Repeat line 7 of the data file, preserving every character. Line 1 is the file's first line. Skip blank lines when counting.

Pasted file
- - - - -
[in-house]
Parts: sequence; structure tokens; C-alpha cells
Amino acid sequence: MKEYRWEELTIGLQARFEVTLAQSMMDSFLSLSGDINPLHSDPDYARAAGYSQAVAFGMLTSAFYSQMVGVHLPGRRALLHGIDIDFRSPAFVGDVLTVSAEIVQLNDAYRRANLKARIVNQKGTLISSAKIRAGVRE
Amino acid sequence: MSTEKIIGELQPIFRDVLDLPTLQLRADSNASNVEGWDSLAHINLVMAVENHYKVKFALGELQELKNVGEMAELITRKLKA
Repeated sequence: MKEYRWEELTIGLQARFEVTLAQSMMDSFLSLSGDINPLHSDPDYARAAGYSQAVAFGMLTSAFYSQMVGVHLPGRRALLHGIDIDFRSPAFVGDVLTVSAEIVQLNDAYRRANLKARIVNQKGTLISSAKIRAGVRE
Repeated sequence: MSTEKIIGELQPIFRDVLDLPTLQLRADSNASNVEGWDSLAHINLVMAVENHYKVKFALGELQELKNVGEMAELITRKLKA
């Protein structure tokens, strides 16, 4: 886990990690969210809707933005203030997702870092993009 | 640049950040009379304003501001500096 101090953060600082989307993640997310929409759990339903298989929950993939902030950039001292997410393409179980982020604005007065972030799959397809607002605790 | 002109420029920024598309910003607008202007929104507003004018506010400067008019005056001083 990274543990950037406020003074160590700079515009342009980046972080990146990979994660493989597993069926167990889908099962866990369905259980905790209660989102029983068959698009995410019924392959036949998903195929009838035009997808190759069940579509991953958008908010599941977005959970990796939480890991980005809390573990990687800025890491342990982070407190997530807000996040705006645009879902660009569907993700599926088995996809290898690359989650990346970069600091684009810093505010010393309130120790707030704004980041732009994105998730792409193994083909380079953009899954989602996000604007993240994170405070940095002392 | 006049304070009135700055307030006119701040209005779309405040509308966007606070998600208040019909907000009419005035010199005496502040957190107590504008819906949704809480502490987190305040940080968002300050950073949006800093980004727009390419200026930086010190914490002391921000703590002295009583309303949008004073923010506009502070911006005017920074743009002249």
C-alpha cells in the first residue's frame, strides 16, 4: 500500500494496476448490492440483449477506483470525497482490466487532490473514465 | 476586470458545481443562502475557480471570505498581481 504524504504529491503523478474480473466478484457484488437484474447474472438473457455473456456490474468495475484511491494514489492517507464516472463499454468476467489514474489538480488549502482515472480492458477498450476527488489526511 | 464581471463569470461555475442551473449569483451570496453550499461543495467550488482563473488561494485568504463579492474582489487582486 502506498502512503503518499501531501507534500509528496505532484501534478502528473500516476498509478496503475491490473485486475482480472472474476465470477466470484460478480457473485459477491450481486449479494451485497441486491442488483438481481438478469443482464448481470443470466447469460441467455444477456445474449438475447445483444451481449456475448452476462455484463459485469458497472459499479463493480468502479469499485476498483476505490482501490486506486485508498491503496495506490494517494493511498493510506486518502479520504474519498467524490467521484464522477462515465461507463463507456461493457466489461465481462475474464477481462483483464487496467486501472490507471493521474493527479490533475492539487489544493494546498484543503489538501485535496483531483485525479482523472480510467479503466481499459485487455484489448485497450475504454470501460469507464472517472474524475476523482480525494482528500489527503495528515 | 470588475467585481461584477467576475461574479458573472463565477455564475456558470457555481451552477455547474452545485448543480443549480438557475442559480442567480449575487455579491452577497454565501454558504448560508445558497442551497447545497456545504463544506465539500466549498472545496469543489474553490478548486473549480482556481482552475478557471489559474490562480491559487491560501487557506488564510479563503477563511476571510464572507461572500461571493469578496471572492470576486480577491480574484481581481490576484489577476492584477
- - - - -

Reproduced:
């Protein structure tokens, strides 16, 4: 886990990690969210809707933005203030997702870092993009 | 640049950040009379304003501001500096 101090953060600082989307993640997310929409759990339903298989929950993939902030950039001292997410393409179980982020604005007065972030799959397809607002605790 | 002109420029920024598309910003607008202007929104507003004018506010400067008019005056001083 990274543990950037406020003074160590700079515009342009980046972080990146990979994660493989597993069926167990889908099962866990369905259980905790209660989102029983068959698009995410019924392959036949998903195929009838035009997808190759069940579509991953958008908010599941977005959970990796939480890991980005809390573990990687800025890491342990982070407190997530807000996040705006645009879902660009569907993700599926088995996809290898690359989650990346970069600091684009810093505010010393309130120790707030704004980041732009994105998730792409193994083909380079953009899954989602996000604007993240994170405070940095002392 | 006049304070009135700055307030006119701040209005779309405040509308966007606070998600208040019909907000009419005035010199005496502040957190107590504008819906949704809480502490987190305040940080968002300050950073949006800093980004727009390419200026930086010190914490002391921000703590002295009583309303949008004073923010506009502070911006005017920074743009002249």